Slavery as it Exists in America. Slavery as it Exists in England.

Slavery as it Exists in America./ Slavery as it Exists in England.

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This 1850 print offers a defense of slavery in America by satirically comparing it with a perceived system of “wage slavery” in England. In the top panel, two Northern men and two Southern men look upon a group of seemingly content slaves who are shown dancing, playing music, and smiling. The Northerners are surprised at this scene, amazed to find that popular assumptions at home about slavery were unfounded. The Southerners hope that the Northerners will return home with a new perspective on slavery, but demonstrate their readiness to fight for their rights if necessary. The lower panel shows a gathering of people outside of a cloth factory in England. On the side of the factory, a sign reads, “Sale / A Wife to be Sold.” On the left, a young farmer talks to his childhood friend, who appears as an old man. The older figure explains that life in a factory ages one more quickly, and that the workers die of old age at 40. To their right, a mother looks down upon her three children, lamenting “What wretched slaves, this factory life makes me & my children. Continuing right, two factory workers contemplate running away to the coal mines, where they would only work for 14 hours instead of their current 17. On the far right, two rotund men approach the workers with books labeled “Tythes” and “Taxes.” In the right corner, a man thanks God that he will soon die and be free of his “factory slavery.” Below the panels is included a portrait of the bust of George Thompson, a Scottish abolitionist. An accompanying quote from Thompson reads, “I am proud to boast that Slavery does not breathe in England,” although the creators of this print would argue otherwise. It was printed by J. Haven, who was active in Boston in the mid-19th century.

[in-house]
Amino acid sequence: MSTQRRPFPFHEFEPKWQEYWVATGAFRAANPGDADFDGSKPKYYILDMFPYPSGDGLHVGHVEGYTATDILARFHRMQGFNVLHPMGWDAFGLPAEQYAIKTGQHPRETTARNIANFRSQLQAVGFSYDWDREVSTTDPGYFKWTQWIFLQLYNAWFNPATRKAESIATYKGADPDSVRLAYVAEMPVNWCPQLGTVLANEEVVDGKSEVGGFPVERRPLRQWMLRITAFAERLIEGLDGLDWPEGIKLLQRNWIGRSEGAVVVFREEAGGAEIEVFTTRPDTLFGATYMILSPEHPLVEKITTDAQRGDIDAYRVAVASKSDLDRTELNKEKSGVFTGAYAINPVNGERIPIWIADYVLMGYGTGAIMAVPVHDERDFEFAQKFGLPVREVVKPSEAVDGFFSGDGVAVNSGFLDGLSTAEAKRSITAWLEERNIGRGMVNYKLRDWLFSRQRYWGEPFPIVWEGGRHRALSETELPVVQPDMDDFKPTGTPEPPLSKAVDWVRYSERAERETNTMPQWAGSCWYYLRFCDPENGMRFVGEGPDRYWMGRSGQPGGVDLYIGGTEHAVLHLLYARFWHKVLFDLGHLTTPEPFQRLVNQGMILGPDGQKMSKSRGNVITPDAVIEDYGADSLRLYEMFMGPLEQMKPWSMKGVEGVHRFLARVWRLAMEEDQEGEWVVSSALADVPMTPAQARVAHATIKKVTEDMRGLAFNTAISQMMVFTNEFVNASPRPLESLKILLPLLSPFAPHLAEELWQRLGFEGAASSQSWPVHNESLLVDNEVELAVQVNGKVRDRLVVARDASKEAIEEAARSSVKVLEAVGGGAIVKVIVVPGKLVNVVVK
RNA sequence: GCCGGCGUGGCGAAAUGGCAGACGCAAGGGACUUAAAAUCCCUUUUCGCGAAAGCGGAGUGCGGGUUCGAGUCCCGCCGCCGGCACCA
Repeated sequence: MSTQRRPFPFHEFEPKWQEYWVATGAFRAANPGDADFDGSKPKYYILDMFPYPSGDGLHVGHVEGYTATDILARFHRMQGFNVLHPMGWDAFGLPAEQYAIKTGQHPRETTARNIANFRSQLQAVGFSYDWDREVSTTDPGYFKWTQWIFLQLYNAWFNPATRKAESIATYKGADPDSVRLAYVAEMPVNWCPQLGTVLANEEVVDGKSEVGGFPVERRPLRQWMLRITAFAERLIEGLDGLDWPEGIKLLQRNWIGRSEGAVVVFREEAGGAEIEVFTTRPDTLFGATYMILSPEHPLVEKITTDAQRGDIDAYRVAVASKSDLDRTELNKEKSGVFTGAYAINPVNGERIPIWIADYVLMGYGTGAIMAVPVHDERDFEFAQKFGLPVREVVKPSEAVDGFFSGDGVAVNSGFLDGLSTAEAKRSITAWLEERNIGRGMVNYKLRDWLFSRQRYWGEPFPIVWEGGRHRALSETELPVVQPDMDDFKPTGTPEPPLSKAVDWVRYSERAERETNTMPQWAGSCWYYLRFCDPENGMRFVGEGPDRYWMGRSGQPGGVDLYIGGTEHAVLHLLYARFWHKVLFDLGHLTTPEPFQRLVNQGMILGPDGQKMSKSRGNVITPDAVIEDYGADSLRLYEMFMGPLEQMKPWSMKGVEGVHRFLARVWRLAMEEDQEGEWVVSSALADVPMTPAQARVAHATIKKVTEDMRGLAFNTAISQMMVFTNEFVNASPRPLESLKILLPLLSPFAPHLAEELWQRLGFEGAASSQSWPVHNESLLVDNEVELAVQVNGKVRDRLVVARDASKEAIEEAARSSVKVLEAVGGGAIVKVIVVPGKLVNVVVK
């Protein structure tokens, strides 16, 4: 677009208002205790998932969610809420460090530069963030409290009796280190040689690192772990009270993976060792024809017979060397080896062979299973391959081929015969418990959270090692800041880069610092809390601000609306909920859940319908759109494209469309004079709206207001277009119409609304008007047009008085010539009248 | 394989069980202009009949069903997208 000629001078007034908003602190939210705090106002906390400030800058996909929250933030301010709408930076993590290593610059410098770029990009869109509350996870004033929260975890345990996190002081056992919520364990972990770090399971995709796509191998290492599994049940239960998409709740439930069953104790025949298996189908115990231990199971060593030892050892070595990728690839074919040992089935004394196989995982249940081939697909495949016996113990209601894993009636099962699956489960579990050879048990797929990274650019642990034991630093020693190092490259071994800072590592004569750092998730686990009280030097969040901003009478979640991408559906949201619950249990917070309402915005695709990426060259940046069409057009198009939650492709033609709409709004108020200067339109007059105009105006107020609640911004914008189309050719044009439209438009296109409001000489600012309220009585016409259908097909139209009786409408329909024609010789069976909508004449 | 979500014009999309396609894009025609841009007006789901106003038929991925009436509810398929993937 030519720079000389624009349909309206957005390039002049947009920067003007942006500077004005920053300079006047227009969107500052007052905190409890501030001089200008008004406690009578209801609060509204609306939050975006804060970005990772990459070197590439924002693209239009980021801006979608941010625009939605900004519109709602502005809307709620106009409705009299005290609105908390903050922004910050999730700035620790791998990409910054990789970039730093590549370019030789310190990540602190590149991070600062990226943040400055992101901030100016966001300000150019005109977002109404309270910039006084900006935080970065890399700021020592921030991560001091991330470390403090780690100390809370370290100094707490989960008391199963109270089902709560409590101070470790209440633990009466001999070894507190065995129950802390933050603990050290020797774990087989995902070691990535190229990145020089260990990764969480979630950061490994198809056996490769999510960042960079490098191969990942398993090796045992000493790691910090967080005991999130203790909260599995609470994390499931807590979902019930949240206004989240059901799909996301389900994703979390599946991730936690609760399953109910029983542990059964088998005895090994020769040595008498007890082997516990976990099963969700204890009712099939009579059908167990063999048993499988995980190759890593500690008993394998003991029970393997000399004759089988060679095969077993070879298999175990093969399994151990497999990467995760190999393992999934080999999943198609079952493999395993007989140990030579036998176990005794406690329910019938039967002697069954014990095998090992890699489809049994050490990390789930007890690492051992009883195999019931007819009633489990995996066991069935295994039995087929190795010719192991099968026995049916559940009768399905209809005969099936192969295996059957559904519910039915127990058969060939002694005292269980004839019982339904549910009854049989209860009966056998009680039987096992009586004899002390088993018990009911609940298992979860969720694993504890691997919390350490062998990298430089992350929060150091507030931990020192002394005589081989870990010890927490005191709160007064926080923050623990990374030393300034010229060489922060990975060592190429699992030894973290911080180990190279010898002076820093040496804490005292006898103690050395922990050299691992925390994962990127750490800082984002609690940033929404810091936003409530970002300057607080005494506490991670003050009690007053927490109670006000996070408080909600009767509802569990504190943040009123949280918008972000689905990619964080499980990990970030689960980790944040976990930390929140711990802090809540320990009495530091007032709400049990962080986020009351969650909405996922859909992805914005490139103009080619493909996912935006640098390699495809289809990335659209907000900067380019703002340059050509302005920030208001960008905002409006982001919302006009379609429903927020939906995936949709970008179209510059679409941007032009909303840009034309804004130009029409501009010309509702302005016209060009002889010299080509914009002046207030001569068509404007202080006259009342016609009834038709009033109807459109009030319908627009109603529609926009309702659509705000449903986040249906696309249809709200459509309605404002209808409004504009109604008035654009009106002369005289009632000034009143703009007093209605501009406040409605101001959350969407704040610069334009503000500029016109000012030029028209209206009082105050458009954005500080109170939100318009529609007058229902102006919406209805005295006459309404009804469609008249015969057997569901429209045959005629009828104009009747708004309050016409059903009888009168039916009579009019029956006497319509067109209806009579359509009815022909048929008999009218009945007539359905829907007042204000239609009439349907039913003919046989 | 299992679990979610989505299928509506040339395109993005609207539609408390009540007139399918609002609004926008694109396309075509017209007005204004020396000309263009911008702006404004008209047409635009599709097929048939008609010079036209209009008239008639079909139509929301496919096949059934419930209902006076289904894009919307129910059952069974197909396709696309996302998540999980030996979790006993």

Currently not on view
Object Name
Object Type
Date made
Thompson, George
Haven, Joshua P.
place made
United States: Massachusetts, Boston
Physical Description
paper (overall material)
ink (overall material)
image: 17 1/2 in x 10 3/8 in; 44.45 cm x 26.3525 cm
ID Number
catalog number
Credit Line
Harry T. Peters "America on Stone" Lithography Collection
Political Caricatures
Chronology: 1850-1859
Architecture, Industrial Buildings
Civil War
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Cultural and Community Life: Domestic Life
Clothing & Accessories
Domestic Furnishings
American Civil War Prints
Data Source
National Museum of American History
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